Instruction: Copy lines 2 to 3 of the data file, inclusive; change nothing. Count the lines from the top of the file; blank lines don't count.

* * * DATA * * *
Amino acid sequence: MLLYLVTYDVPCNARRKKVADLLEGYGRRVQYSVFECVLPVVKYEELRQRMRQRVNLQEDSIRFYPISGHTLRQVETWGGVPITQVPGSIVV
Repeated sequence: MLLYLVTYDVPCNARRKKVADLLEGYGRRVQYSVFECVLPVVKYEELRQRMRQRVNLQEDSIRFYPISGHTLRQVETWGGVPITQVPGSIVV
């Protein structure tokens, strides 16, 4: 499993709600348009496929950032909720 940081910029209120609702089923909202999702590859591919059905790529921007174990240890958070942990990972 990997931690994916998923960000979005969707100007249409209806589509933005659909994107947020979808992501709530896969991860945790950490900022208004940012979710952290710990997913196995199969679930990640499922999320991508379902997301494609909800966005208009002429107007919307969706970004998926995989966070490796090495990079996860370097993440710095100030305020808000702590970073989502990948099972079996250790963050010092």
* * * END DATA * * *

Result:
Repeated sequence: MLLYLVTYDVPCNARRKKVADLLEGYGRRVQYSVFECVLPVVKYEELRQRMRQRVNLQEDSIRFYPISGHTLRQVETWGGVPITQVPGSIVV
């Protein structure tokens, strides 16, 4: 499993709600348009496929950032909720 940081910029209120609702089923909202999702590859591919059905790529921007174990240890958070942990990972 990997931690994916998923960000979005969707100007249409209806589509933005659909994107947020979808992501709530896969991860945790950490900022208004940012979710952290710990997913196995199969679930990640499922999320991508379902997301494609909800966005208009002429107007919307969706970004998926995989966070490796090495990079996860370097993440710095100030305020808000702590970073989502990948099972079996250790963050010092």